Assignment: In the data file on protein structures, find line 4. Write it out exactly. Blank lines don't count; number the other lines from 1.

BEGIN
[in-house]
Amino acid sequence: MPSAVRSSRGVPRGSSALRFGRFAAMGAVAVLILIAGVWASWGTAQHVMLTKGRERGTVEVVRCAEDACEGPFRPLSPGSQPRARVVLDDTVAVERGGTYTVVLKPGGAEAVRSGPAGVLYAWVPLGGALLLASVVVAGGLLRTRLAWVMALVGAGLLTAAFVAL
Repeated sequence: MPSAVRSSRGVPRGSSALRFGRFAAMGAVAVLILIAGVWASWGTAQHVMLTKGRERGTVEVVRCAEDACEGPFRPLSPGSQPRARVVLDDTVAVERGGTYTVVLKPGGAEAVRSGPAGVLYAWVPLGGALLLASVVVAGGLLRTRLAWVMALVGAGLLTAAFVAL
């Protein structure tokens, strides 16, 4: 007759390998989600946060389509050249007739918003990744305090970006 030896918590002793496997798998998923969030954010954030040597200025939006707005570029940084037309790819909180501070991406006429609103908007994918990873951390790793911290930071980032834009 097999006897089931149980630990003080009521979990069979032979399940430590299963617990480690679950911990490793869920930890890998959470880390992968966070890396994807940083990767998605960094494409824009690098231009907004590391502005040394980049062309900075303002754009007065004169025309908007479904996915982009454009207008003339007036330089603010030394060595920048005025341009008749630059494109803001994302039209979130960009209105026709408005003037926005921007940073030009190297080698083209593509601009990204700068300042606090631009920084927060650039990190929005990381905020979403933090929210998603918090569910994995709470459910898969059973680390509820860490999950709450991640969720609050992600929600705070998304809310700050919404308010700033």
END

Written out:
């Protein structure tokens, strides 16, 4: 007759390998989600946060389509050249007739918003990744305090970006 030896918590002793496997798998998923969030954010954030040597200025939006707005570029940084037309790819909180501070991406006429609103908007994918990873951390790793911290930071980032834009 097999006897089931149980630990003080009521979990069979032979399940430590299963617990480690679950911990490793869920930890890998959470880390992968966070890396994807940083990767998605960094494409824009690098231009907004590391502005040394980049062309900075303002754009007065004169025309908007479904996915982009454009207008003339007036330089603010030394060595920048005025341009008749630059494109803001994302039209979130960009209105026709408005003037926005921007940073030009190297080698083209593509601009990204700068300042606090631009920084927060650039990190929005990381905020979403933090929210998603918090569910994995709470459910898969059973680390509820860490999950709450991640969720609050992600929600705070998304809310700050919404308010700033």